*sorry, had to

    worth noting that the book has been picked up as a web series by Amazon Studios. A pilot is already out there, and more is on the way. Only loosely based on the ideas in the book.
    Last edited by arandomgamer02; 18th Mar 2014 at 15:56.

  22. #172
    Member
    Registered: Jun 2004
    I wrapped up Hitchhiker's Guide to Galaxy in mere two days, excellently hilarious read. Waiting for the sequel to arrive at my local library for pickup

    In the meantime, i started re-reading Catch-22 - the first book I really fell in love with many years ago. While its a bit thick in places, the writing is still bitterly clever and hilariously schizoid. I am so glad I do not have flies in my eyes.

  23. #173
    verbose douchebag
    Registered: Apr 2002
    Location: Lyon, France
    Recently finished Blink by Malcolm Gladwell. Excellent insight into the fast workings of the brain. I'd call it an essential read. Take home message: we are all supremely biased, and symbilic associations are extremely powerful effectors of judgement formation.

  24. #174
    Moderator
    Registered: Jan 2003
    Location: NeoTokyo
    I remember reading an article on an experiment where they handed interviewers for jobs either a cup of a hot beverage or a cold beverage before and during interviewing candidates, and controlling for actual qualifications, it was something insane like 80% association (but don't trust my memory) but anyway some uncomfortably large number of cases where a candidate was hired largely because the interviewer had held a hot beverage recently, and not hired largely because they had held a cold beverage lately, other things being equal between the candidates. I recall the time of the interview was another important environmental factor (later ones prejudiced because the interviewers are tired.)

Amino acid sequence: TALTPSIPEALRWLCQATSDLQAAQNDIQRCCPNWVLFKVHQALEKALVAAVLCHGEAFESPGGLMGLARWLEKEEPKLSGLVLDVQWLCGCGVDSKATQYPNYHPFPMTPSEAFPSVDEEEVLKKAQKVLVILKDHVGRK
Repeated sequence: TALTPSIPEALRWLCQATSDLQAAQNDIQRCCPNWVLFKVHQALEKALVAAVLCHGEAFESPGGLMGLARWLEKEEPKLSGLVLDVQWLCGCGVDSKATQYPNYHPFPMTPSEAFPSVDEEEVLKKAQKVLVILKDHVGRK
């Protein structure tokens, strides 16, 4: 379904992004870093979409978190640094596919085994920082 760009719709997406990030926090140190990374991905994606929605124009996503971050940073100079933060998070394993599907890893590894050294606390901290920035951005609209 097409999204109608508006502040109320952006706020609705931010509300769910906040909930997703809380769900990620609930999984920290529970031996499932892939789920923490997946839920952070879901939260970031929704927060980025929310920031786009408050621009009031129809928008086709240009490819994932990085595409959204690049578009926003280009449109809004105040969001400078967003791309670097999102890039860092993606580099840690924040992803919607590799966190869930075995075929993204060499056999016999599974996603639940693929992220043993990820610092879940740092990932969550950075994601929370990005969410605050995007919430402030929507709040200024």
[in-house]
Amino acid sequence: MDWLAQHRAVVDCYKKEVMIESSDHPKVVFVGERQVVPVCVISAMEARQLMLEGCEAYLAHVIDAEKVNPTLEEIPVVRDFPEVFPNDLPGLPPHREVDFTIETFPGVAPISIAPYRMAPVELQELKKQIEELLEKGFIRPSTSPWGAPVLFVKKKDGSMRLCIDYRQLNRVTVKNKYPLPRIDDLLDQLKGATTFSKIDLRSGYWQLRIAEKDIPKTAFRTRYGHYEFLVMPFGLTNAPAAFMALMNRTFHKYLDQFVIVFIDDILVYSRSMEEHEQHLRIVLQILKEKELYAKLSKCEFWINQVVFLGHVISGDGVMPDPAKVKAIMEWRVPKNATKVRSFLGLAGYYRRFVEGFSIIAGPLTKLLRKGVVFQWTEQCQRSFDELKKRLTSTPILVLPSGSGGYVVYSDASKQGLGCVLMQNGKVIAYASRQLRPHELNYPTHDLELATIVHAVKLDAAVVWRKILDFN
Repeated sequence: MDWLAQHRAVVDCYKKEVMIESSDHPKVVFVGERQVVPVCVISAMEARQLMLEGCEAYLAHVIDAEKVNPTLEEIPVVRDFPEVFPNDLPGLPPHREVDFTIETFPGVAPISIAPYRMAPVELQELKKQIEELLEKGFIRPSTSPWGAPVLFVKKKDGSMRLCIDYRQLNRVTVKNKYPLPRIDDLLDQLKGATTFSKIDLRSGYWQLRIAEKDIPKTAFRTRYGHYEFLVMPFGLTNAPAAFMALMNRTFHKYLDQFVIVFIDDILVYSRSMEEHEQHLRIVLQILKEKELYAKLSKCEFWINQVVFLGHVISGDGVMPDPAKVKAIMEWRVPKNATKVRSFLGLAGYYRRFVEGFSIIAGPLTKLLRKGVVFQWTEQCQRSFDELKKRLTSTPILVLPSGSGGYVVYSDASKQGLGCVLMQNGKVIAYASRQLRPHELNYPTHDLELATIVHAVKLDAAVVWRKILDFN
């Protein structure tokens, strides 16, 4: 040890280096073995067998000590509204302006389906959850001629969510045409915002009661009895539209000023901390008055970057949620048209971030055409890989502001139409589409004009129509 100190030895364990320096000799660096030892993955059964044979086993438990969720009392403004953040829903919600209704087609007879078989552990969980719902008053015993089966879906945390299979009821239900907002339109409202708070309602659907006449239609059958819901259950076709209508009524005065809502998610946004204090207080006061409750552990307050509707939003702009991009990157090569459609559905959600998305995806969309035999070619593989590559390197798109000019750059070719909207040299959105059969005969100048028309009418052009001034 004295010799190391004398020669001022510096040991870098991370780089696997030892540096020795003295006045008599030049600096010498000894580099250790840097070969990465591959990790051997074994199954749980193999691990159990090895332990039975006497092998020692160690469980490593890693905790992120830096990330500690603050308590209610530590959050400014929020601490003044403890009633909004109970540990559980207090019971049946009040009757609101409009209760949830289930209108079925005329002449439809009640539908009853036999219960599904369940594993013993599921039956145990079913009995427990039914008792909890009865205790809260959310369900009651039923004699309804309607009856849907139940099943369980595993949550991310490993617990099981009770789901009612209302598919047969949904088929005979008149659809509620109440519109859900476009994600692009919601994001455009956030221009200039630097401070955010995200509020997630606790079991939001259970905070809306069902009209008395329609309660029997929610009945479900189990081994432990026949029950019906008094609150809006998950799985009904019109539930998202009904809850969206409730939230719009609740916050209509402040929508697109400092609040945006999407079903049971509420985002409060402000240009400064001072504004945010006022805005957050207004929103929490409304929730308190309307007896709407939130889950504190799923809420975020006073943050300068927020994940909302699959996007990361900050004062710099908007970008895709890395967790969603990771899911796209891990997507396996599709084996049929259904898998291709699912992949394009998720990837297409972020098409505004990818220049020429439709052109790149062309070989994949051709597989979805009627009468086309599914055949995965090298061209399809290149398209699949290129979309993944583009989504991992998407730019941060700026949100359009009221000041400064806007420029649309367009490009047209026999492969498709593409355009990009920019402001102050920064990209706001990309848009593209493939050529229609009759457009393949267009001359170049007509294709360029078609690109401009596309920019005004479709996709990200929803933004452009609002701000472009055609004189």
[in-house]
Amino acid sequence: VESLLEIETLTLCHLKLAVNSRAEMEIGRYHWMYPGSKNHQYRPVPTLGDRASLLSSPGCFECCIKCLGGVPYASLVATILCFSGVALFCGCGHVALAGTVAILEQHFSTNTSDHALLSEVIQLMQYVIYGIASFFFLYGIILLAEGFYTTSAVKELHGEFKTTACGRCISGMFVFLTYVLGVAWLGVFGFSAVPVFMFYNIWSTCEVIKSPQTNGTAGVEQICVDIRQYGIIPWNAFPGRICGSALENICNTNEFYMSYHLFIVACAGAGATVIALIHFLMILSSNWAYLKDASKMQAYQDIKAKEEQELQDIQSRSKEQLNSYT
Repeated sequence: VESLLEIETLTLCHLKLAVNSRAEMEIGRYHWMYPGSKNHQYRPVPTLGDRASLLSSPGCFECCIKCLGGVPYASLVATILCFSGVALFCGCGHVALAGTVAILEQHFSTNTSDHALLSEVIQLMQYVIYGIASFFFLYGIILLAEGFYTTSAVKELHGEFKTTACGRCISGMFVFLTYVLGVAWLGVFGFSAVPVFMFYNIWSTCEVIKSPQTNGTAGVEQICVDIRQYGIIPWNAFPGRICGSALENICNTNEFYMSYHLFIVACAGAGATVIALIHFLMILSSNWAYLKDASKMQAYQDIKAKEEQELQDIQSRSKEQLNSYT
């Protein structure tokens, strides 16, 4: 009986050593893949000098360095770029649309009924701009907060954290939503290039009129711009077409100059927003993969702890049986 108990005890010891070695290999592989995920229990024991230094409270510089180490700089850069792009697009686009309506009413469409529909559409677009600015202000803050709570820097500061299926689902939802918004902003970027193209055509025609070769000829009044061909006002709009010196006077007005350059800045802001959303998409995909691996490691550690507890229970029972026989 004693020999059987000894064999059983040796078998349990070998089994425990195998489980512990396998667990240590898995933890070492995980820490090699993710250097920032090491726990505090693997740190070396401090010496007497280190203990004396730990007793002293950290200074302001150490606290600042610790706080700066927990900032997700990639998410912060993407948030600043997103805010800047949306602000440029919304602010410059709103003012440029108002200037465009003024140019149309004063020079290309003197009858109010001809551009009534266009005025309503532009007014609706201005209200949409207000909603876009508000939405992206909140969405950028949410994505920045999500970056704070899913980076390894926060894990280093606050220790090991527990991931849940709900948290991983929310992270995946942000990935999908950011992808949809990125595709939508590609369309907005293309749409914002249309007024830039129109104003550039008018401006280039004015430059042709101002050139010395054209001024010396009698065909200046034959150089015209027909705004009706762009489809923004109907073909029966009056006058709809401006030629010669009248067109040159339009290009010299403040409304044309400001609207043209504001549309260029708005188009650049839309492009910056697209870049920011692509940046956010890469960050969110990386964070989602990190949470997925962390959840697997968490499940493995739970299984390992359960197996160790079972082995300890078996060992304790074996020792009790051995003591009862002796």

I remember at the time reading statistics like that literally made me feel a little nauseous. It made me wonder how many "important" decisions in the world are really driven by the dumbest biases and environmental quirks.

  25. #175
    verbose douchebag
    Registered: Apr 2002
    Location: Lyon, France
    The most disturbing part of the book dealt with sex & race. There is an experiment where you have to quickly read through a list of words and designate them feminine or masculine. The words might be something like dress, spanner, child, car etc... People can go through lists like this very easily and quickly. Then the choices had two categories, so each word could be sorted into one of two columns: feminine / family or masculine / professional. Again, people could do this very quickly without giving much thought. Lastly, the two columns were feminine / professional and masculine / family. People moved through this exercise at a a much more slow and deliberate pace as the association between woman-family and man-professional was so strong that people essentially had to switch on their attention / conscious thought in order to decide which column each word belonged in.

    Then we moved on to black-crime white-professional and vice versa - the results from this were disturbing and predictable all at once. The worst part was that black people experienced the exact same slow down, as these associations operate at a cultural level. Likewise, people who were asked to state their ethnicity prior to filling out a questionnaire about themselves: white people experienced no effect, but black people massively underestimated their own value in the questionnaires compared with those who were not asked their ethnicity.

    Above all, it highlighted to me the damage that is done by portrayal of various groups in the media. I always thought stereotype reinforcement was bad etc.. and that cultural change towards enlightened society required it to be eradicated, but I had no idea just how intrinsic these associations are and how they genuinely affect the thought process.

    It's a seriously great book, I can't recommend it enough.